Mom’s Summer Vacation

What a fantastical interesting summer Mom had.

Mom's Summer Vacation (1)

She went on not just one, but two cruises with her dogs and her Aunt Elsie, who is quite overweight. Mom said Elsie was off balancing the ship. We learned that Roger was the captain. (It’s interesting that she chose Aunt Elsie to go on a cruise with because Aunt Elsie’s sister drowned on a cruise ship. Psychologists-could someone analyze that?)

While on the cruise, Mom said she had a rough time keeping track of the kids. But, she had fun. At least in her mind. Except when she was panicking about the weather.

Of course, she really never left town.

This summer, we were also surprised to learn that she had been kidnapped and was apparently gone for twenty months before her teacher helped her.

Oh, and her mother got arrested.


Delusions are Real

It’s not that she’s lying. In the confines of her private mind, the events are real. Sometimes I wonder if she’s upset that none of us are sharing our cruise memories or jabbering about her trips or oohing and awing that she had been kidnapped.

No wonder she’s so anxious. I imagine she feels alone. Solitude can be detrimental to our health. An overabundance of lonely solitude hurts in places we can’t find.

Lonely solitude hurts

A PsychCentral post quotes a new book that states, “Loneliness also is related to difficulty getting a deep sleep and a faster progression of Alzheimer’s disease.’’

I don’t think we’ll ever know why my mom ended up with AD. It wasn’t because she wasn’t sleeping. My dad was the insomniac. Mom slept.

Except now, with her sundowner’s, she fights going to bed until very late. She needs to check on everything. But, lately, once she’s down, she’s asleep for the night.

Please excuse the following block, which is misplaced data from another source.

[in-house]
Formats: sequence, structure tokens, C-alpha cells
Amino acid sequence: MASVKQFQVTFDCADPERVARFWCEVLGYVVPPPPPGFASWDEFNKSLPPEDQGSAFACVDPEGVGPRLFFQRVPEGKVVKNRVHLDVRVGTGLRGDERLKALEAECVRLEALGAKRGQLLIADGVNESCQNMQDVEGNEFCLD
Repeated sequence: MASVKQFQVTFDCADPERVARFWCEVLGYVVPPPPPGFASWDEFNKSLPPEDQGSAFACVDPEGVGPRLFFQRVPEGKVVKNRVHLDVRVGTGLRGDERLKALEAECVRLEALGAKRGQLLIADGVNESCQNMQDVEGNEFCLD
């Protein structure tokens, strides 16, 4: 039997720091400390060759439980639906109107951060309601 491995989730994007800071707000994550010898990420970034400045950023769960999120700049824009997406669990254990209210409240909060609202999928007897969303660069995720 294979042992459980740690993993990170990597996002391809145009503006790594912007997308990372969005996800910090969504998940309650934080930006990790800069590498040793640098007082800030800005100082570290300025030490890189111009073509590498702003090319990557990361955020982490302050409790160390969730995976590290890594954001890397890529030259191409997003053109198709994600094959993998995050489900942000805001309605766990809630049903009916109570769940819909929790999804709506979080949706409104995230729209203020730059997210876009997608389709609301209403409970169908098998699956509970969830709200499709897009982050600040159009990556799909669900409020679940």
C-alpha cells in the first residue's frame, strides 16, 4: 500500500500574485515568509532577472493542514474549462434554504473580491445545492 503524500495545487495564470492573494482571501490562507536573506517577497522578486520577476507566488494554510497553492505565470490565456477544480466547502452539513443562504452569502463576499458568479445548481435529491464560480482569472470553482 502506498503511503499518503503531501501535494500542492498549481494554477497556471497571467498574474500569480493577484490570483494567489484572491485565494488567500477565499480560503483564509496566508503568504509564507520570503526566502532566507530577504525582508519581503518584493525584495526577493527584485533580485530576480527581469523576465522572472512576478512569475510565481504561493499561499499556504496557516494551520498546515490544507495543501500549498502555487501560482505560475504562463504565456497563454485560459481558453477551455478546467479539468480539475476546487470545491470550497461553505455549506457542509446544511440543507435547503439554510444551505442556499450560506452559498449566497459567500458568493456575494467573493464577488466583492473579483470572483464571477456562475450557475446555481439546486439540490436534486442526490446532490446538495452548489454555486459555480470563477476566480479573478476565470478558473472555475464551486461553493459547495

However, I know she feels lonely. She’s constantly telling me she’s trying to figure it all out. I know she’s frustrated. I just tell her I’m trying to figure things out too. Sometimes she remarks, This too shall pass.

Sadly, this won’t pass.

Not in this life.

The delusions will remain.

So, we try to enter into her stories. It’d be ridiculous for us to confront her or correct her or dismiss her. That only leads to frustration on everyone’s part. But, an affirmation that we have heard her goes a long way. So much better than trying to reality orient her.

Simple is Best

Helen Keller once said, “I long to accomplish a great and noble task; but my chief duty is to accomplish small tasks as if they were great and noble.”

It is a small but great and noble task to reassure your loved one. They need affirmation. They need connection. They need to not feel crazy.

Be great and noble; keep your remarks simple.

Here’s an example of what we say:

Mom: The weather was nasty on the cruise last night.

Us: Did you feel sick?

Mom: Well, not so much sick but I was worried about the kids.

Us: You really love your kids, don’t you?

That’s enough. Mom really just wants to be heard. It’s a noble act to listen without judgment or rush to respond with criticism. Put down your phone. Be present. Take their hand.

Put down your phone

Just listen then feedback to them what you heard them say. Affirm that you heard them. Assure them you’re on their side.

That’s good advice for every relationship.


Here are a few more good ideas from ALZ Australia on how to deal with people who are having delusions or hallucinations.

Also, Understanding Dementia , a free nine-week MOOC, is open for enrollment. Great course!


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